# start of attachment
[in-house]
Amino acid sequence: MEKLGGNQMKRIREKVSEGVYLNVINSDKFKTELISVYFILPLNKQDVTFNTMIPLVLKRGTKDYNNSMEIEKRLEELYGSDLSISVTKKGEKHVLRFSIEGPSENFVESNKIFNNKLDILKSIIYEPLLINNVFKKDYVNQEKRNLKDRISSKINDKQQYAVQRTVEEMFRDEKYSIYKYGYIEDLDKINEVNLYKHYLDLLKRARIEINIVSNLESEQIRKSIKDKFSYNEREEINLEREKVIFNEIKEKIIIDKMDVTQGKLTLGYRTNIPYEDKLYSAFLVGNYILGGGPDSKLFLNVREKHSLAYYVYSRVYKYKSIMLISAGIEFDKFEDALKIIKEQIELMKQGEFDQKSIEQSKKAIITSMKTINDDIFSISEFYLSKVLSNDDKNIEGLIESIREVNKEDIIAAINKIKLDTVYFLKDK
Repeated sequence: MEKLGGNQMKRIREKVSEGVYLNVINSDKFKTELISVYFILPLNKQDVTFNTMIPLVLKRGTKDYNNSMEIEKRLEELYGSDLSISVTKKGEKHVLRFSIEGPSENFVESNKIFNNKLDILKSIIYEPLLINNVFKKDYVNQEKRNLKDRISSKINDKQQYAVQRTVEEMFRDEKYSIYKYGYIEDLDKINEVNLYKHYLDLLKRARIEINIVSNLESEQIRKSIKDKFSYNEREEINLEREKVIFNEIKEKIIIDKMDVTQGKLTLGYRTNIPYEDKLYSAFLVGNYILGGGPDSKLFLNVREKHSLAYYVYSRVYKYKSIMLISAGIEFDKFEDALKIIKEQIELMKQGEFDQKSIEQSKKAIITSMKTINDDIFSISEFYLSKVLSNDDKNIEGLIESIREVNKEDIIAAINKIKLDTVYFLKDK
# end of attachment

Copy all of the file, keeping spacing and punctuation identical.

[in-house]
Amino acid sequence: MEKLGGNQMKRIREKVSEGVYLNVINSDKFKTELISVYFILPLNKQDVTFNTMIPLVLKRGTKDYNNSMEIEKRLEELYGSDLSISVTKKGEKHVLRFSIEGPSENFVESNKIFNNKLDILKSIIYEPLLINNVFKKDYVNQEKRNLKDRISSKINDKQQYAVQRTVEEMFRDEKYSIYKYGYIEDLDKINEVNLYKHYLDLLKRARIEINIVSNLESEQIRKSIKDKFSYNEREEINLEREKVIFNEIKEKIIIDKMDVTQGKLTLGYRTNIPYEDKLYSAFLVGNYILGGGPDSKLFLNVREKHSLAYYVYSRVYKYKSIMLISAGIEFDKFEDALKIIKEQIELMKQGEFDQKSIEQSKKAIITSMKTINDDIFSISEFYLSKVLSNDDKNIEGLIESIREVNKEDIIAAINKIKLDTVYFLKDK
Repeated sequence: MEKLGGNQMKRIREKVSEGVYLNVINSDKFKTELISVYFILPLNKQDVTFNTMIPLVLKRGTKDYNNSMEIEKRLEELYGSDLSISVTKKGEKHVLRFSIEGPSENFVESNKIFNNKLDILKSIIYEPLLINNVFKKDYVNQEKRNLKDRISSKINDKQQYAVQRTVEEMFRDEKYSIYKYGYIEDLDKINEVNLYKHYLDLLKRARIEINIVSNLESEQIRKSIKDKFSYNEREEINLEREKVIFNEIKEKIIIDKMDVTQGKLTLGYRTNIPYEDKLYSAFLVGNYILGGGPDSKLFLNVREKHSLAYYVYSRVYKYKSIMLISAGIEFDKFEDALKIIKEQIELMKQGEFDQKSIEQSKKAIITSMKTINDDIFSISEFYLSKVLSNDDKNIEGLIESIREVNKEDIIAAINKIKLDTVYFLKDK